House of Commons
|Session 2005 - 06|
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Arrangement of Clauses (Contents)
|Council Tax (New Valuation Lists For England) Bill|
These notes refer to the Council Tax (New Valuation Lists for England) Bill as introduced in the House of Commons on 13th October 2005 [Bill 57]
COUNCIL TAX (NEW VALUATION LISTS FOR ENGLAND) BILL
1. These explanatory notes relate to the Council Tax (New Valuation Lists for England) Bill as introduced into the House of Commons on 13th October 2005. They have been prepared by the Office of the Deputy Prime Minister, in order to assist the reader of the Bill and to help inform debate on it. They do not form part of the Bill and have not been endorsed by Parliament.
2. The notes need to be read in conjunction with the Bill. They are not, and are not meant to be, a comprehensive description of the Bill. So where a clause or part of a clause does not seem to require an explanation or comment, none is given.
3. The Bill removes the current requirements in the Local Government Finance Act 1992 ("the 1992 Act") for there to be a revaluation of domestic properties, in England, for council tax purposes on 1 April 2007 and then at intervals of not more than 10 years. These requirements are replaced with a power for the Secretary of State to set the date of the next revaluation and of further revaluations. The Secretary of State will specify by order, for England, the year in which each new valuation list must be compiled (that is to say, the year in which a revaluation must take place). The new list will always be required to be compiled on the 1 April in the specified year. The orders will be subject to the affirmative resolution procedure in the House of Commons.
[Bill 57-EN] 54/1
4. The 1992 Act introduced the council tax from 1 April 1993 with valuations of domestic properties based on values at 1 April 1991. The Act did not require council tax valuations to be updated and new council tax valuation lists to be prepared. The 2001 White Paper "Strong Local Leadership - Quality Public Services" 1 subsequently recognised the importance of keeping property values up to date. It committed the Government to a first revaluation in England to be completed in time for council tax bills issued in 2007, with subsequent revaluations every 10 years after that.
1 CM 5237
5. The Local Government Act 2003 accordingly amended the 1992 Act to give statutory force to that commitment. Section 77 of that Act inserted a new section 22B into the 1992 Act, requiring the listing officer of each billing authority to compile new valuation lists for domestic properties in England on 1 April 2007, and subsequently on the 10th anniversary of the previous revaluation (or, if earlier, on a date specified by order by the Secretary of State). Section 22B also requires a draft list to be published on (or before) the 1 September before the date on which the list is to be compiled.
6. In July 2004 the Government invited Sir Michael Lyons to consider options for reform of the council tax as part of his independent inquiry into local government funding, and to report and make recommendations by the end of 2005. In September 2005, the Government then extended the scope and length of the Lyons Inquiry so that it could consider issues relating to the wider functions of local government and its future role as well as, and prior to, making recommendations on local government funding. The Lyons Inquiry is now expected to produce its final report at the end of 2006. In the light of this, the Government decided to postpone council tax revaluation in England 2, and to legislate to provide a power for the Secretary of State to make orders setting a new date for revaluation, and dates for any subsequent revaluations, so that the first revaluation in England can take full account of the further work of the Lyons Inquiry and be integrated with any other possible funding reforms, and account can be taken of relevant circumstances in determining appropriate dates for subsequent revaluations.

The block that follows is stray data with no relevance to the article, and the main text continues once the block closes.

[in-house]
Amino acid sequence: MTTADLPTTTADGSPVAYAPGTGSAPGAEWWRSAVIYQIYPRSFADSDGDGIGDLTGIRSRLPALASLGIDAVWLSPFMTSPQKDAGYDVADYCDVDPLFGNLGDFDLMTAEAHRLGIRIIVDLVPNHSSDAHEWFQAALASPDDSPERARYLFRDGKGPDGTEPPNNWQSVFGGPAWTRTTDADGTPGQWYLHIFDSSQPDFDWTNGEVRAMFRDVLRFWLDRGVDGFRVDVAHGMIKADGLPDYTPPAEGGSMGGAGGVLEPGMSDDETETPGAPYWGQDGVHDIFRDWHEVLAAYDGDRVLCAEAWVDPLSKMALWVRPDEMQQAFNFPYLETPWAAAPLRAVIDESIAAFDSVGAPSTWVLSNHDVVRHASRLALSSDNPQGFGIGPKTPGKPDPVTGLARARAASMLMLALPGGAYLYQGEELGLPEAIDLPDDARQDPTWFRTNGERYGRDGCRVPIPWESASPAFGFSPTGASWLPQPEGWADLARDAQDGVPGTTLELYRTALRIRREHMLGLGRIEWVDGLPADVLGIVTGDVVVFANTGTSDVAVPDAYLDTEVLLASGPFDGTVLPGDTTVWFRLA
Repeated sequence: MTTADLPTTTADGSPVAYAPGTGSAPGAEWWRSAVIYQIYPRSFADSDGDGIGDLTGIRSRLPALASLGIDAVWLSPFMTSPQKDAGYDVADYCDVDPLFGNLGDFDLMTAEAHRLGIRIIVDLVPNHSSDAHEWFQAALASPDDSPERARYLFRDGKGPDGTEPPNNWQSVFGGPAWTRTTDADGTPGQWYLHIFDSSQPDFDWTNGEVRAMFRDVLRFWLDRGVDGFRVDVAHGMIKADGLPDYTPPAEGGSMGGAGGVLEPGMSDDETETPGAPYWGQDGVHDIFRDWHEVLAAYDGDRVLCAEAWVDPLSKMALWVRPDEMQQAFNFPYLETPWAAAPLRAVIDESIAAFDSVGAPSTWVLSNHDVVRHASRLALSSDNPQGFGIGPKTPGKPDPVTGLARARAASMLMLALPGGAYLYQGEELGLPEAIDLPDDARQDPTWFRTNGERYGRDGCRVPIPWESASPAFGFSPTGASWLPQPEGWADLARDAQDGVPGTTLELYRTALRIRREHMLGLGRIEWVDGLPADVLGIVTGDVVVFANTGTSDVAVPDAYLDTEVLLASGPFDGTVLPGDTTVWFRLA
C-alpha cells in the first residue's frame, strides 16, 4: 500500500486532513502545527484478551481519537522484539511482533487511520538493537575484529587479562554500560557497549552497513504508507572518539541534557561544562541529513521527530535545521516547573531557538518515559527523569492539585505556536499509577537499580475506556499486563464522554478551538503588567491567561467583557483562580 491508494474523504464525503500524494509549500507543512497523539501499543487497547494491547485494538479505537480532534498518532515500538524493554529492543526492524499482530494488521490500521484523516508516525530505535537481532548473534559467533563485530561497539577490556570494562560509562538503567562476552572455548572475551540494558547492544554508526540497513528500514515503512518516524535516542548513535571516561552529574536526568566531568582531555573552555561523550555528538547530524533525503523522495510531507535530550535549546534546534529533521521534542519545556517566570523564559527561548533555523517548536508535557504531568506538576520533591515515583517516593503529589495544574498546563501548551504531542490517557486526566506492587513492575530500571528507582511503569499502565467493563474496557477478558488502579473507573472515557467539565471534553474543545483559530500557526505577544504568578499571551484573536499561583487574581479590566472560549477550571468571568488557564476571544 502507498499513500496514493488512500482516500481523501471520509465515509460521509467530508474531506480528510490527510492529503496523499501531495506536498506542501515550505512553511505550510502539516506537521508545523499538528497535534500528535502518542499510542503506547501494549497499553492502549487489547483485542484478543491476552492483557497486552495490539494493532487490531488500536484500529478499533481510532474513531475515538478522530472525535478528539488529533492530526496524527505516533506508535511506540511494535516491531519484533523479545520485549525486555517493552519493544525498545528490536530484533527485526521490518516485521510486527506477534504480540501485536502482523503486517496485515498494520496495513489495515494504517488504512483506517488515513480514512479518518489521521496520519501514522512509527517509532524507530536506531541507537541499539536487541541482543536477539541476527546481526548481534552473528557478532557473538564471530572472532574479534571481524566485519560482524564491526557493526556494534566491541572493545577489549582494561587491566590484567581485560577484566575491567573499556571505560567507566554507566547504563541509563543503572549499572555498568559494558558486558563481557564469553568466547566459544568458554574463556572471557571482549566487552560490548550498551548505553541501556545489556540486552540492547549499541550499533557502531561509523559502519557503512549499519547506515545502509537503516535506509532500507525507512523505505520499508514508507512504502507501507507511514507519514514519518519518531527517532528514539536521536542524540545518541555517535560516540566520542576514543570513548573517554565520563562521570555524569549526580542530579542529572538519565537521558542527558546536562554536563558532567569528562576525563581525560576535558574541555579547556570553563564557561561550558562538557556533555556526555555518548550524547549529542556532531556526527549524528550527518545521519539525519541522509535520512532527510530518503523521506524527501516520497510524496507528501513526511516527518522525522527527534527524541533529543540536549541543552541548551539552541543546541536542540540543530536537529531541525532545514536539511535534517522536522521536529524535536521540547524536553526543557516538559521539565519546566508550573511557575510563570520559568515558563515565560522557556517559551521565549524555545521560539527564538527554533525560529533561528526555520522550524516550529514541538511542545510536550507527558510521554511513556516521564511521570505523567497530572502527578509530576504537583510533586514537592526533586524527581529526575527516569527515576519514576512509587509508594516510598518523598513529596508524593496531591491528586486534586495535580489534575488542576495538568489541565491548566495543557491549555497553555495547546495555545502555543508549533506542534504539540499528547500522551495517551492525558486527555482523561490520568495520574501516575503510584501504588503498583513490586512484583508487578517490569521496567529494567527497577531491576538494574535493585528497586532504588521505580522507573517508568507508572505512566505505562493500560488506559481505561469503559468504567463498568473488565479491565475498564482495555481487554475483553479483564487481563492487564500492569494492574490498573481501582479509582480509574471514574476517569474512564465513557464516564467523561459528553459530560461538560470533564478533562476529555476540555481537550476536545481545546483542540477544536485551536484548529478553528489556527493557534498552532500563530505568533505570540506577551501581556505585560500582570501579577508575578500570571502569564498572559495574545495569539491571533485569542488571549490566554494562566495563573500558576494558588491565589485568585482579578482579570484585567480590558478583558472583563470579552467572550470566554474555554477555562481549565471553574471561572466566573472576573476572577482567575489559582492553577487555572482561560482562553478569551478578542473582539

2 The announcement to postpone revaluation was made on 20 September 2005
TERRITORIAL APPLICATION: WALES
7. The Bill does not affect the provisions for the revaluation of domestic properties in Wales for council tax purposes. In Wales, council tax revaluation took place on 1 April 2005. The requirement to revalue on the 10th anniversary of the previous revaluation (or, if earlier, on a date specified by order by the National Assembly for Wales) is not affected by the present proposals.
COMMENTARY ON CLAUSES
8. This Bill has two clauses.
FINANCIAL AND PUBLIC SERVICE MANPOWER EFFECTS OF THE BILL
9. The postponement of the revaluation means a suspension of the existing programme of preparatory work for the 2007 revaluation by the Valuation Office Agency. It is not possible at this stage to estimate exactly what the costs of revaluation will be at that future date. This will need to be reviewed in the light of the Government's decisions, following the report of the extended Lyons Inquiry.
10. The Regulatory Impact Unit has confirmed that no Regulatory Impact Assessment is required.
EUROPEAN CONVENTION ON HUMAN RIGHTS
11. The Council Tax (New Valuation Lists for England) Bill 2005 is considered to be compatible with the European Convention on Human Rights. The proposals in the Bill do not raise convention issues.
12. Section 19 of the Human Rights Act 1998 requires the Minister in charge of a Bill in either House of Parliament to make a statement, before second reading, about the compatibility of the provisions of the Bill with Convention rights (as defined by section 1 of that Act). The Deputy Prime Minister and First Secretary of State has made the following statement:
13. The Bill will come into force on Royal Assent.
|© Parliamentary copyright 2005||Prepared: 14 October 2005|